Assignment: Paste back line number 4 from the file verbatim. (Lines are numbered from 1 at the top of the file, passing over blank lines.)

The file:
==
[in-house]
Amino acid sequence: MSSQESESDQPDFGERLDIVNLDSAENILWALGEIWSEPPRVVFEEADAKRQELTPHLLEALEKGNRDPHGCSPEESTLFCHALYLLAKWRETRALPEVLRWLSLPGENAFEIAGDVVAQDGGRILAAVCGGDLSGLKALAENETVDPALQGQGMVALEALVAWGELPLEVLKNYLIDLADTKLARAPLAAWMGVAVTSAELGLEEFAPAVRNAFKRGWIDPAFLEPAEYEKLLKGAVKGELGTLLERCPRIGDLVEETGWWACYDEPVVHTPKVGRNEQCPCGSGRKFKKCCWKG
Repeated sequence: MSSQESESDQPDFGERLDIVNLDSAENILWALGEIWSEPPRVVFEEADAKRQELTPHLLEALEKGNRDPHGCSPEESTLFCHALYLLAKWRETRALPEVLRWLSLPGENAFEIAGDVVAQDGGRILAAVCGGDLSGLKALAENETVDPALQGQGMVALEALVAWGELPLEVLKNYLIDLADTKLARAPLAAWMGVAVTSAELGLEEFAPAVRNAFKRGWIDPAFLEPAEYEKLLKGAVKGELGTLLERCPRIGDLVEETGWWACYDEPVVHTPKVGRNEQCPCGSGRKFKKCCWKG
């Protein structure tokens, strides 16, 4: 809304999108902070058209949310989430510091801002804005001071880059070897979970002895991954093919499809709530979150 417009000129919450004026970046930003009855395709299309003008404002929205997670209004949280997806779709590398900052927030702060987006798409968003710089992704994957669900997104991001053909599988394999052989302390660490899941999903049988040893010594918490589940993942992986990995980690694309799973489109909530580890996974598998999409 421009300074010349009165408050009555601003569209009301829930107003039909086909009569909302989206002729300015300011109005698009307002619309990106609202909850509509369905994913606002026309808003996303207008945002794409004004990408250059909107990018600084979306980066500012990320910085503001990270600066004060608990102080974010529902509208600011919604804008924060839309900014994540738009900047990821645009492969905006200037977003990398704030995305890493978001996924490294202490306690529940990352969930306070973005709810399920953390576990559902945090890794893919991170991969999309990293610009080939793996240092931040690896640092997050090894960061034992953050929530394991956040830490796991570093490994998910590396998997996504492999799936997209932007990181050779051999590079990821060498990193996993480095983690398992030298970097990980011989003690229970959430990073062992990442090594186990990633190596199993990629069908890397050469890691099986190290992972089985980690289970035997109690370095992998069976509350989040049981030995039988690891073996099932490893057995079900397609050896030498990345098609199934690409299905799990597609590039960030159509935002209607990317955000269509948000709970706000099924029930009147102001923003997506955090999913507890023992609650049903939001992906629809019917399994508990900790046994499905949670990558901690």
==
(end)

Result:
């Protein structure tokens, strides 16, 4: 809304999108902070058209949310989430510091801002804005001071880059070897979970002895991954093919499809709530979150 417009000129919450004026970046930003009855395709299309003008404002929205997670209004949280997806779709590398900052927030702060987006798409968003710089992704994957669900997104991001053909599988394999052989302390660490899941999903049988040893010594918490589940993942992986990995980690694309799973489109909530580890996974598998999409 421009300074010349009165408050009555601003569209009301829930107003039909086909009569909302989206002729300015300011109005698009307002619309990106609202909850509509369905994913606002026309808003996303207008945002794409004004990408250059909107990018600084979306980066500012990320910085503001990270600066004060608990102080974010529902509208600011919604804008924060839309900014994540738009900047990821645009492969905006200037977003990398704030995305890493978001996924490294202490306690529940990352969930306070973005709810399920953390576990559902945090890794893919991170991969999309990293610009080939793996240092931040690896640092997050090894960061034992953050929530394991956040830490796991570093490994998910590396998997996504492999799936997209932007990181050779051999590079990821060498990193996993480095983690398992030298970097990980011989003690229970959430990073062992990442090594186990990633190596199993990629069908890397050469890691099986190290992972089985980690289970035997109690370095992998069976509350989040049981030995039988690891073996099932490893057995079900397609050896030498990345098609199934690409299905799990597609590039960030159509935002209607990317955000269509948000709970706000099924029930009147102001923003997506955090999913507890023992609650049903939001992906629809019917399994508990900790046994499905949670990558901690």